Next to its tarry opiate cousin, "hillbilly heroin" appears clean and trustworthy — pastel tablets neatly engraved with the dosage digits of modern medicine.
But oxycodone packs a painkilling wallop with a strong addictive force. It hooked Rush Limbaugh, and these days it has gained a firm foothold in the youth party scene — with grim consequences.
A combination of OxyContin — the brand-name oxycodone drug — Xanax and alcohol halted Joey Rovero's breathing in December, killing the graduate of California High School in San Ramon in his room at Arizona State University. He had driven to Southern California a week earlier, paid a doctor $75 for a visit and took home 90 OxyContin tablets, 30 Xanax and 90 muscle relaxants, his father said.
He sold half to his addicted roommates. But Rovero, who played high school football and shunned illegal drug use, kept the rest for himself.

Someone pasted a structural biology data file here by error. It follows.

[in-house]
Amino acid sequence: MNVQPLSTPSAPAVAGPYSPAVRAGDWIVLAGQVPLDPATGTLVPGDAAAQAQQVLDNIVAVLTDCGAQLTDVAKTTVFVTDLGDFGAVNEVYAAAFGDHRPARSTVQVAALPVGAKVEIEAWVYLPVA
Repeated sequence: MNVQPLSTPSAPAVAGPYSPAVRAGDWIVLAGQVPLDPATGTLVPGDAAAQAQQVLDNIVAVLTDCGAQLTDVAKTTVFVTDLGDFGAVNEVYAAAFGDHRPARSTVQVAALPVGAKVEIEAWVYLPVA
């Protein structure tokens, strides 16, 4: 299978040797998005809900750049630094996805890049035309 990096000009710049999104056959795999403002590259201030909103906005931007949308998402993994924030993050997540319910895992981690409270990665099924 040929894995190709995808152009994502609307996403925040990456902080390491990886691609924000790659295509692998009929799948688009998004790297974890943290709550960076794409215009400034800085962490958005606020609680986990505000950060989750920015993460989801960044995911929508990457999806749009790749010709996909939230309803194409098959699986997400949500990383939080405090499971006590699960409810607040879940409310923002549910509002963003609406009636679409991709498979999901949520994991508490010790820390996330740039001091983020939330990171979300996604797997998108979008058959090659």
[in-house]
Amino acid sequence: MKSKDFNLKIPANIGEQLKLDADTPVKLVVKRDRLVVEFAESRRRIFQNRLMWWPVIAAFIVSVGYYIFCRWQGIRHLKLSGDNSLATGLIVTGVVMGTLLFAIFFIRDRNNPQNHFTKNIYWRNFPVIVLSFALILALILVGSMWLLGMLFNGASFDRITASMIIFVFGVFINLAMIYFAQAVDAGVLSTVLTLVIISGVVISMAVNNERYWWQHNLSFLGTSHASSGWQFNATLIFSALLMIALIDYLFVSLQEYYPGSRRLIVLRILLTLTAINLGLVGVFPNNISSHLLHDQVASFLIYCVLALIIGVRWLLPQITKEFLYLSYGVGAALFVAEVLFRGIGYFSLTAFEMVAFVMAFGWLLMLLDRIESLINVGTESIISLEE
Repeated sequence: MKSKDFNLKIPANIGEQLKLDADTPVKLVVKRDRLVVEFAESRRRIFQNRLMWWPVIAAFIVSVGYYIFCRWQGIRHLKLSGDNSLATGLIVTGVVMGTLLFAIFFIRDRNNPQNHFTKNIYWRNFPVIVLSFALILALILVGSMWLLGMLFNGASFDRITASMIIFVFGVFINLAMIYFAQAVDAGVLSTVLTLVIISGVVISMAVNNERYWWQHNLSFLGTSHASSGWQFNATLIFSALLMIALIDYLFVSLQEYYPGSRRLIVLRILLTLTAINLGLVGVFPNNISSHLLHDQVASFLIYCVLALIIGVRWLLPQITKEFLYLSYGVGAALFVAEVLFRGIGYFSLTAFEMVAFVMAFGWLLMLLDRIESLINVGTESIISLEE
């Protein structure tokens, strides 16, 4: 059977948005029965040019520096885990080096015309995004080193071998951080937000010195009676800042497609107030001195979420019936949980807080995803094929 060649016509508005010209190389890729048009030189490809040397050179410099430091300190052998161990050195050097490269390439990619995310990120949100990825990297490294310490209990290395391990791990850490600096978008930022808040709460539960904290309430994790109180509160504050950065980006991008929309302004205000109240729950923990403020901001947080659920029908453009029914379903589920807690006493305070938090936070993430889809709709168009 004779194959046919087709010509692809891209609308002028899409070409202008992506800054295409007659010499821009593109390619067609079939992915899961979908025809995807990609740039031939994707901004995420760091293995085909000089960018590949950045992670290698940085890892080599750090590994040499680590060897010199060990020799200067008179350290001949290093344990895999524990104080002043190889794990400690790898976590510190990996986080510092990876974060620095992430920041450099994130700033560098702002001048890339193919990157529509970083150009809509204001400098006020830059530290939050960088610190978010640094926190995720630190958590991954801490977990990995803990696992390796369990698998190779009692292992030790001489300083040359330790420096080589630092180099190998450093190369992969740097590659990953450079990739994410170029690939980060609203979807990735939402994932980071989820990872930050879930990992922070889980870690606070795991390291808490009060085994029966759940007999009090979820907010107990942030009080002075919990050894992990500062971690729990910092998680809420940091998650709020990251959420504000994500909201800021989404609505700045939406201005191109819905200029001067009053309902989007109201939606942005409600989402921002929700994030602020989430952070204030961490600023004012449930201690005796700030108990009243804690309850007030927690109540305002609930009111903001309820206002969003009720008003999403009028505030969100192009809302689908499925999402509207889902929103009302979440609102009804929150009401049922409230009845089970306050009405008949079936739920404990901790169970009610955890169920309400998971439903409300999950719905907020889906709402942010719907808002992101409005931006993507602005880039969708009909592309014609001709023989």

"Joey told his girlfriend, 'Hey, I'm not doing anything illegal. I've got a prescription. It comes from a doctor,' " said his father, Joseph Rovero, of San Ramon. "What we came to find out later was at the fraternities down there, 60 percent of the kids were using these painkillers recreationally. The kids don't realize how dangerous this is. Some of them do, and yet they're so addicted to it, they can't stop."
That false sense of pharmacological safety, experts say, has helped drive a pill-popping trend among teens and young adults that appears to be escalating.
Emergency room visits for abuse of oxycodone products rose 152 percent from 2004 to 2008, with an even steeper increase among people younger than 21, according to a study released last month by the Centers for Disease Control and Prevention and the Substance Abuse and Mental Health Services Administration.